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Don’t sweat the oil speculators
Colin Barr, Fortune
Rounding up the speculators sounds almost as appealing as killing all the lawyers. But neither will cool seething crude prices.
That is a point worth considering as oil markets run wild. Big traders are making a record bet that crude prices, up 26% over the past year, will rise further as unrest rattles the Middle East. It’s tempting to view that bet as irresponsibly driving up gas prices and endangering a tepid economic recovery. How can market fundamentals that justified $80 oil six months ago do the same for $105 oil now? Can’t we blame some dark conspiracy?
Alas no. The reality is that bets on higher oil prices are little more than a rational response to steadily rising fuel demand in a world of increasingly uncertain oil supplies.
(10 March 2011)
Suggested by EB contributor Jeffrey Brown (westexas). -BA
Saudi Arabia protests could be calamitous for oil market
Terry Macalister, Guardian/UK
Saudi Arabia is synonymous with oil. Its massive reserves provide 90% of the country’s revenues and 40% of its gross national product. More important still, the kingdom has historically been the world’s largest producer and exporter of oil, a market fulcrum without which global energy markets would be thrown into turmoil.
So the prospect of protest, however small, raises crucial questions for the oil market: how likely is Saudi Arabia to follow the Egyptian or Libyan model, where uprisings have jeopardised oil output? And if Saudi oil output is compromised, what will happen to global oil prices, with the recent upturn already threatening to choke global economic recovery?
Saudi Arabia’s oil wealth has enabled the kingdom’s rulers to stifle dissent, providing a large war chest to buy off opposition. And even if there were heavy civil disturbances they should not immediately affect the extraction industry.
Saudi oil workers are treated extremely well and so are likely to be late in joining any protests. Key oil installations tend to be located in remote desert areas not easily accessible. The producing fields, refineries and export terminals are also surrounded by very tight security fences that could not easily be breached unless by determined armed forces.
(9 March 2011)
Oil markets brace for Saudi ‘rage’ as global spare capacity wears thin
Ambrose Evans-Pritchard, Telegraph/UK
Those exhorting OPEC to boost output should be careful what they wish for. The cartel card can be played once only, and it risks exposing the fragility of the global energy system if the Gulf powers are seen struggling to deliver.
Goldman Sachs suspects that OPEC has been pumping far above its agreed quota since November and therefore cannot easily raise output much without cutting deep into global spare capacity.
Jeff Currie, the bank’s oil guru, said Saudi output had quietly crept up by 700,000 barrels a day (bpd) even before the Libyan supply shock.
Assumptions that OPEC has added 1.9m bpd over the last two years are wishful thinking. These new fields have been “largely offset” by attrition in old fields.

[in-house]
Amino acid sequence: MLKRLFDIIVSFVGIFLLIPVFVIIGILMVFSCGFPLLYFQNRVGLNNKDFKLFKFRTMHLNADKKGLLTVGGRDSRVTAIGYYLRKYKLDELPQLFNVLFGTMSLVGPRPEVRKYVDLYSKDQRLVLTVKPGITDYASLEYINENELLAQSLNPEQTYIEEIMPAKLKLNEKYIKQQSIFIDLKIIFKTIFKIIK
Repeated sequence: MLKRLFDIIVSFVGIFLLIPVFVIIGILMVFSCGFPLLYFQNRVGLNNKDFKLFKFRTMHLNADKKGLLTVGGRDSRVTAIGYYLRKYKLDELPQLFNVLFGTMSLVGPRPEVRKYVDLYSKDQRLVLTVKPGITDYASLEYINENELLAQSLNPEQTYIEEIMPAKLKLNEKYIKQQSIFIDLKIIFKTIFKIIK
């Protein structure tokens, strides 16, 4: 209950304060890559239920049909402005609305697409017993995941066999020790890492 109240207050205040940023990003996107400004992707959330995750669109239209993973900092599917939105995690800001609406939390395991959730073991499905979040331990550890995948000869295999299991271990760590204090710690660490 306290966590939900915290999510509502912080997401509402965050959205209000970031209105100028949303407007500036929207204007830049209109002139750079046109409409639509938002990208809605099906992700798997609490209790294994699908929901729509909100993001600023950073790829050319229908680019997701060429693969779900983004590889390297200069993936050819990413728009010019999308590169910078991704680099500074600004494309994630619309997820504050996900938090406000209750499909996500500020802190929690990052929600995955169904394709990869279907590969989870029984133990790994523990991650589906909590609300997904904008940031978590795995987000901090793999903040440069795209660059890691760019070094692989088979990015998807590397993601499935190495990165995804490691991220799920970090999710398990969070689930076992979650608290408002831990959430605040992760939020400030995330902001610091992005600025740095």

“We believe that OPEC spare capacity has already dropped below 2m bpd. The question therefore arises how much spare capacity is left to absorb potential supply disruptions in other countries,” he said.
If this picture is broadly correct, spare capacity is already close to the wafer-thin levels that led to wild price moves in mid-2008.
(8 March 2011)
The secret group setting the price of oil: Us (energy traders)
Leah McGrath Goodman, Fortune
In this excerpt from The Asylum: The Renegades Who Hijacked the World’s Oil Market, Leah McGrath Goodman witnesses a NYMEX energy trader hazing ritual and watches Bill O’Reilly uncover how those traders set the price of a barrel of oil.
It was dawn when I received my first of many after-hours phone calls from Mark Bradley Fisher, otherwise known as the Fish. A self-made millionaire with a Napoleonic sense of his own destiny, Fisher prided himself on his work ethic, his intellectual prowess, and his ability to rise early in the morning and toil late into the night. As a result, he had a habit of calling me almost exclusively at inconvenient times.
It was February 2005, the year Wall Street began to realize something was wrong with the oil market. Fisher, however, was not particularly disturbed. After all, he was one of the wealthiest and most powerful energy traders in the world.
… As a reporter for Dow Jones & Co., the financial news service that, along with the Journal, is owned by News Corp. (NWS), my beat was the energy market. My duties included writing two wire stories a day, one in the morning and one in the evening, about where oil prices were heading and why. So far, it had not been a difficult job, because ever since the start of the Iraq War oil prices went mostly one way—up.
There was a small problem, though. With oil prices going up every day, I was beginning to run out of clever narrative devices and plot twists to keep my commentary interesting. Most of the time, I would just sit at my desk, trying to think of a new way of saying the same thing I’d said the day before—that there no longer appeared to be enough oil in the world to meet rising demand, that the rock on which modern industrial civilization had been built seemed to be slowly crumbling.